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Warriors intend to shell out $30 million for testing fans to have 50 per cent capacity in the stadium

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The Golden State Warriors have plotted a plan that promises a safe way for the fans to return and view the games live in the stadium. The franchise are prepared to spend around $30 million for the plan to come into fruition ahead of the season start on December 22.

With the government of California currently disallowing people to view sporting events, epidemiology laureate Warriors’ owner Joe Lacob and his team have prepared a plan for several months now. They intend to show the government that crowds, in a certain capacity can be allowed in the stadium, provided that the correct precautionary measures are taken beforehand.

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Warriors are looking to fill half their stadium for the upcoming season. (

The 6-time NBA championship winners aim to test fans with rapid PCR (polymerase chain reaction) tests ahead of the games. Rapid PCR tests have shown to yield promising results with a nasal or throat swab in a matter of just 15 minutes and are stated to be better than the rapid antigen test which have often resulted in false-positive tests. NBA and MLB employed the use of rapid PCR tests to conduct their search for cases before the season restart.

Apart from the tests, the franchise intends to ask the fans to wear masks and abide by the social distancing protocols during the games. Moreover, the Warriors also have an “air filtration system that has the capability to use 100% outside air or purge the building’s air supply and replace it four times in an hour if necessary.”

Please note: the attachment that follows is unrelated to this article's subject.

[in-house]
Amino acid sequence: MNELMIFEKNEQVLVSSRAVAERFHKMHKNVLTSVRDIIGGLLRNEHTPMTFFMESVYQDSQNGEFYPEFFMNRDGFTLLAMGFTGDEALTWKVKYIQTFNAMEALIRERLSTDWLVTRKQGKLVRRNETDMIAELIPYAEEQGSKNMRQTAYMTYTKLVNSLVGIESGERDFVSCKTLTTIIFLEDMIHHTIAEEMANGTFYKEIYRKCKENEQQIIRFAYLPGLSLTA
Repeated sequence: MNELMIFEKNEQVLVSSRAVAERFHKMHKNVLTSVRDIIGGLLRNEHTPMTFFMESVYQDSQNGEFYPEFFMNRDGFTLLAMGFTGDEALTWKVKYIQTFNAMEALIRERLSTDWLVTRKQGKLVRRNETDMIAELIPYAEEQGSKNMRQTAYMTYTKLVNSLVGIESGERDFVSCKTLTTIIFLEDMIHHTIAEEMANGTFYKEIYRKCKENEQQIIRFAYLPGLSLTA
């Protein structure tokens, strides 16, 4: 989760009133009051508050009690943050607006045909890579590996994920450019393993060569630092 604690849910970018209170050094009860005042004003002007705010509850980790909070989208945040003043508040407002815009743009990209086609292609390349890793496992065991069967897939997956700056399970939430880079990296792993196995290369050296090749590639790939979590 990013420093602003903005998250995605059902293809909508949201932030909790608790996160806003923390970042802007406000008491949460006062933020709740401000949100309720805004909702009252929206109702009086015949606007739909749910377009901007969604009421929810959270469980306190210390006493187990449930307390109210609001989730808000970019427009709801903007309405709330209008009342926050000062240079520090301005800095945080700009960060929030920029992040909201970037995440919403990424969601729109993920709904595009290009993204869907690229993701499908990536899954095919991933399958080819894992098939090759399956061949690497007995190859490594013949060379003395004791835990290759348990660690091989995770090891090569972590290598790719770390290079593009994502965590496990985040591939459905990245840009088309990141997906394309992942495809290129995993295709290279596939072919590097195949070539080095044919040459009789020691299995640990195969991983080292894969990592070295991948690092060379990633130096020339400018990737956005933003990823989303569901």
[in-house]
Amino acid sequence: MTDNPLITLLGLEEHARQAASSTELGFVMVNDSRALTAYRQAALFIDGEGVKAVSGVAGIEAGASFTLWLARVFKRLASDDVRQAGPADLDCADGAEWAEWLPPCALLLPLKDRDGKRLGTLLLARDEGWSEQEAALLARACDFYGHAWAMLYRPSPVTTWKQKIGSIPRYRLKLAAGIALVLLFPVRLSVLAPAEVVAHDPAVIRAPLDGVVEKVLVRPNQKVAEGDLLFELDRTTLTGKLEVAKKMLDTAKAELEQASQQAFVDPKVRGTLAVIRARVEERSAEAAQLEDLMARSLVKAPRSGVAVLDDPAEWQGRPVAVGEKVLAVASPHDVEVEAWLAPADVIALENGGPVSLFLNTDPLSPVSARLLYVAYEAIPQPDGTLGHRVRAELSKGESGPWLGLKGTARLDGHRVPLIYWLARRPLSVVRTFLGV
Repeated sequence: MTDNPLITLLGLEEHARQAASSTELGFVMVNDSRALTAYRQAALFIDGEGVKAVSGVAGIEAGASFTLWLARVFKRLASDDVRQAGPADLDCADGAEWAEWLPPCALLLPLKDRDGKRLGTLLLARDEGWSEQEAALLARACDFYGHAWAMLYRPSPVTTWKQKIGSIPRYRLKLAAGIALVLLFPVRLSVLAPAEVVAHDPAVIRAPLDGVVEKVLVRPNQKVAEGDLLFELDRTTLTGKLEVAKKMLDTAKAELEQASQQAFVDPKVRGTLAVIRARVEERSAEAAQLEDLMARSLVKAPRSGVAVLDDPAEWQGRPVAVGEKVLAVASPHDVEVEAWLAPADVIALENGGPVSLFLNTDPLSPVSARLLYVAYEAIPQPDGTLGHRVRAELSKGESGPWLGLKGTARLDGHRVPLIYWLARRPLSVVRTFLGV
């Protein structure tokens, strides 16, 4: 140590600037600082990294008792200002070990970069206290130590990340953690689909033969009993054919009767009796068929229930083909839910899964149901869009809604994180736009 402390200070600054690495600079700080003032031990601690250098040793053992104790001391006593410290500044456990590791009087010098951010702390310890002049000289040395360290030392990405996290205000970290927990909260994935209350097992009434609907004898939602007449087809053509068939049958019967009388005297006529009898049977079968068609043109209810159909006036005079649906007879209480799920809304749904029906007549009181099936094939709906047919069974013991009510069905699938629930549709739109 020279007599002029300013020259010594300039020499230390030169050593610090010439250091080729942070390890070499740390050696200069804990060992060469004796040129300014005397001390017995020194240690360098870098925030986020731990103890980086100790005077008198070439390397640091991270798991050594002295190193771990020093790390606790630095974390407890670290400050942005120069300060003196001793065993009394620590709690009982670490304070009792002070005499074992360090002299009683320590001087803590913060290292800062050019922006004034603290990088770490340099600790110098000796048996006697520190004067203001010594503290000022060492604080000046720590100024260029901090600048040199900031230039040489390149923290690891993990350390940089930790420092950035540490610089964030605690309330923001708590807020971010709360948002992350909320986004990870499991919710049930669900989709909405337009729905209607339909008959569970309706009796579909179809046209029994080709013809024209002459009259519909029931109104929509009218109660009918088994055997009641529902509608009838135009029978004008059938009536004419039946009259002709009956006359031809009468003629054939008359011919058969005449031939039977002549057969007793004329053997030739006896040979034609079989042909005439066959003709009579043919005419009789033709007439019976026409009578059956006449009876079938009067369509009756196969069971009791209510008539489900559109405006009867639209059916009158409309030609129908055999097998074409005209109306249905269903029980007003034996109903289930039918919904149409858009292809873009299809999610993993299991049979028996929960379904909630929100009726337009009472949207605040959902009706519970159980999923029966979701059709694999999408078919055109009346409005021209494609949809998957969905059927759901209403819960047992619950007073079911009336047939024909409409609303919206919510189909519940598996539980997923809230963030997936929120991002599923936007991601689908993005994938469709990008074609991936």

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Thousand or two thousand fans would be tried out initially before scaling up if all goes as intended. The plan is reportedly awaiting the approval of the government after the franchise laid out the plans.

Warriors looking at losses towards $400 million in revenue 

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After already losing out $50 million as a result of not being part of the Orlando Bubble last season, the Western Conferences giants might lose $400 million dollars if the current trend continues.

Several of the non-playing staff will continue to suffer if the plans presented to the governor get denied. Spending $30 million now in order to ensure the cash flow is a sustainable expenditure considering the fate of several workers that hangs in the balance.

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